And House Minority Leader Jim Durkin took a political jab at the governor, saying it’s a “devastating move” made because the governor “has failed to bolster our state’s economy for job-creators,” according to a statement.
Worth noting: Illinois “remains crucial to Caterpillar’s operations. The company’s website lists 296 job openings around Illinois,” reports Sun-Times’ David Roeder.
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At Ann & Robert H. Lurie Children’s Hospital at 10 a.m. to sign legislation expanding access to glucose monitors for individuals with Type 1 and Type 2 diabetes.
At McCormick Place at 3:30 p.m. for the Choose Chicago annual meeting.
No official public events.
— Former President Donald Trump’s team has put down a deposit on the Adams County Fairgrounds and will do a site check in the coming days for what’s expected to be a June 25 rally for Rep. Mary Miller. That date still isn’t confirmed, and, for that matter, neither is Trump. So stay tuned folks.
— Outside campaign cash floods into local races for Congress: “The race for governor isn’t the only one this year in which outside spending is very, very large,” by Crain’s Greg Hinz.
… Outside spending dominates in IL-15 GOP primary, by Illinois Newsroom’s Harrison Malkin
— Some congressional candidates have skipped filing mandatory financial disclosure reports: “Late-filing penalties start at $200, according to the House Ethics Committee’s instruction guide. Failing to file can trigger fines of up to $66,190 and up to one year in prison,” by Daily Herald’s Russell Lissau.
— VoteVets is out with a $430,000 new ad accusing Delia Ramirez of wanting to defund the police. It’s a reference to a letter she signed on to two years ago calling on Chicago to “defund the Chicago Police Department.” VoteVets supports Gil Villegas in the IL-03 Democratic primary.
— Sen. Bernie Sanders is endorsing Jonathan Jackson in the 1st Congressional District race. In a statement, Sanders said Jackson would "champion Medicare for All and a Green New Deal." The Vermont senator will be in Chicago on Thursday for a rally backing up the endorsement.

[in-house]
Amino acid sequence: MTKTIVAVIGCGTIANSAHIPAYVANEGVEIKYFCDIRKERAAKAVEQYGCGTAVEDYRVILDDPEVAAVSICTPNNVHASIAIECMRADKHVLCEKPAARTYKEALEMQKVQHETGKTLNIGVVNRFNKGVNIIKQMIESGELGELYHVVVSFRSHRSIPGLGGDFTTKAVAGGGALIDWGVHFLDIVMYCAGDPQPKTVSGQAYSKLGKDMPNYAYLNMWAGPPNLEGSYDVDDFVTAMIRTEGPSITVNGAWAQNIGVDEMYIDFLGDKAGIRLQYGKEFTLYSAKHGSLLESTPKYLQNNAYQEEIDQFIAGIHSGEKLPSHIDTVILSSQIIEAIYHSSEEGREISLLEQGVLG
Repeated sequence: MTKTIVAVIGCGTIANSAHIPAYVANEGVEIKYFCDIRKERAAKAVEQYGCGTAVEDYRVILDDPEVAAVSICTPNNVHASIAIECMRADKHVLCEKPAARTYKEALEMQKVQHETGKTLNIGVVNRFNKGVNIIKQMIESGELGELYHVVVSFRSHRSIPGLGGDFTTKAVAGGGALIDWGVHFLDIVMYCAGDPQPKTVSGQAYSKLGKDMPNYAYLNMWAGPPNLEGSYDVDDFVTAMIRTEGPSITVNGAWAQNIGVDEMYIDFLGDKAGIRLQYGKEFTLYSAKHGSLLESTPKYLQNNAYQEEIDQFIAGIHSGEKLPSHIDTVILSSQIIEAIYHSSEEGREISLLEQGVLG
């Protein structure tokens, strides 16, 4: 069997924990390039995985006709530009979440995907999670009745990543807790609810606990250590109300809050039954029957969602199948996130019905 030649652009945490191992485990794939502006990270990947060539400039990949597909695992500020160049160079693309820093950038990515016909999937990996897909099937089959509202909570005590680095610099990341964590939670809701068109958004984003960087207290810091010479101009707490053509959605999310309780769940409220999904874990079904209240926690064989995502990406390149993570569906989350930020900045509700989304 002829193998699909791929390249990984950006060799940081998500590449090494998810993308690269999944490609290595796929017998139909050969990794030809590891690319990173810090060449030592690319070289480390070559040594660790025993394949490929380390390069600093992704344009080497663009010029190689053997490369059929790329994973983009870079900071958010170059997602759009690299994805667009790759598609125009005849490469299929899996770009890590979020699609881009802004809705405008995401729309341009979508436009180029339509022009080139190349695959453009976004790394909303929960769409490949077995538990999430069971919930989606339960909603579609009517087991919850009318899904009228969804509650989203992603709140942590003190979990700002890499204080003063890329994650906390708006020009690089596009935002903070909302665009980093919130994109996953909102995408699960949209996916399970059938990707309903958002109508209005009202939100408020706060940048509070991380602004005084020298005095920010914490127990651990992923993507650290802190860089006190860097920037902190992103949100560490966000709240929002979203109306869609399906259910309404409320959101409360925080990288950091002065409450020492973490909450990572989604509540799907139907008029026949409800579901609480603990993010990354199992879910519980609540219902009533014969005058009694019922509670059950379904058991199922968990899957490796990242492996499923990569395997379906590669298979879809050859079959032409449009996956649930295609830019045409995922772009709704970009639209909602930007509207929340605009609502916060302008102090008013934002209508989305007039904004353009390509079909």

— Democrats Serve, a national organization that supports candidates with public service backgrounds, has made a six-figure ad buy in IL-17 to support Jonathan Logemann.
— Dems in state rep race clash over campaign mailer: “Rashid slams Zalewski piece claiming he’s backed by GOP fundraiser,” by Landmark’s Bob Skolnik.
— Attorney General Kwame Raoul has been endorsed by the Collective PAC, which focuses on increasing Black political engagement.
— Fritz Kaegi’s campaign is out with an attack ad in the Cook County assessor’s race.
— Union Station opens as an early voting site for suburban Cook County voters, by Sun-Times’ Jordan Perkins.
— Proposal calls for ComEd to pay $38M back to ratepayers for scandal tied to Michael Madigan indictment: “While it would be about $17 million higher than the refund ComEd proposed in December, a utility watchdog estimated a typical residential customer would save ‘less than $5’ in the form of a credit on bills,” by Tribune’s Ray Long.
— A new inadvertent player in the ComEd scandal trial: Ted Cruz: “The utility’s former CEO and other defendants in the upcoming ComEd-scandal trial are relying on a recent Supreme Court decision in favor of the Texas senator to sway a future jury,” by Crain’s Steve Daniels.
— Failure of clout-heavy Bridgeport bank sees a crooked contractor plead guilty, agree to help feds: “Boguslaw Kasprowicz pleaded guilty to charges stemming from the failure of Washington Federal Bank for Savings — the investigation that also ensnared ex-Ald. Patrick Daley Thompson,” by Sun-Times’ Tim Novak.